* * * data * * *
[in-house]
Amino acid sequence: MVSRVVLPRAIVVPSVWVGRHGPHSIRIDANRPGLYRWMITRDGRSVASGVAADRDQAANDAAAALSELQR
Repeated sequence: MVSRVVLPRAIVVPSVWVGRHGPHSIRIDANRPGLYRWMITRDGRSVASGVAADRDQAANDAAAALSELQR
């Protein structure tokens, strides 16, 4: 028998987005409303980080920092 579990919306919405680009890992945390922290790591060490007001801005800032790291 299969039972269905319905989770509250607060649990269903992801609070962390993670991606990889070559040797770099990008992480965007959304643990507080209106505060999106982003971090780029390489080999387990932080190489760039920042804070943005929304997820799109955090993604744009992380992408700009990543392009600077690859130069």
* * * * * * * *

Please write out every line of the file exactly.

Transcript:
[in-house]
Amino acid sequence: MVSRVVLPRAIVVPSVWVGRHGPHSIRIDANRPGLYRWMITRDGRSVASGVAADRDQAANDAAAALSELQR
Repeated sequence: MVSRVVLPRAIVVPSVWVGRHGPHSIRIDANRPGLYRWMITRDGRSVASGVAADRDQAANDAAAALSELQR
């Protein structure tokens, strides 16, 4: 028998987005409303980080920092 579990919306919405680009890992945390922290790591060490007001801005800032790291 299969039972269905319905989770509250607060649990269903992801609070962390993670991606990889070559040797770099990008992480965007959304643990507080209106505060999106982003971090780029390489080999387990932080190489760039920042804070943005929304997820799109955090993604744009992380992408700009990543392009600077690859130069």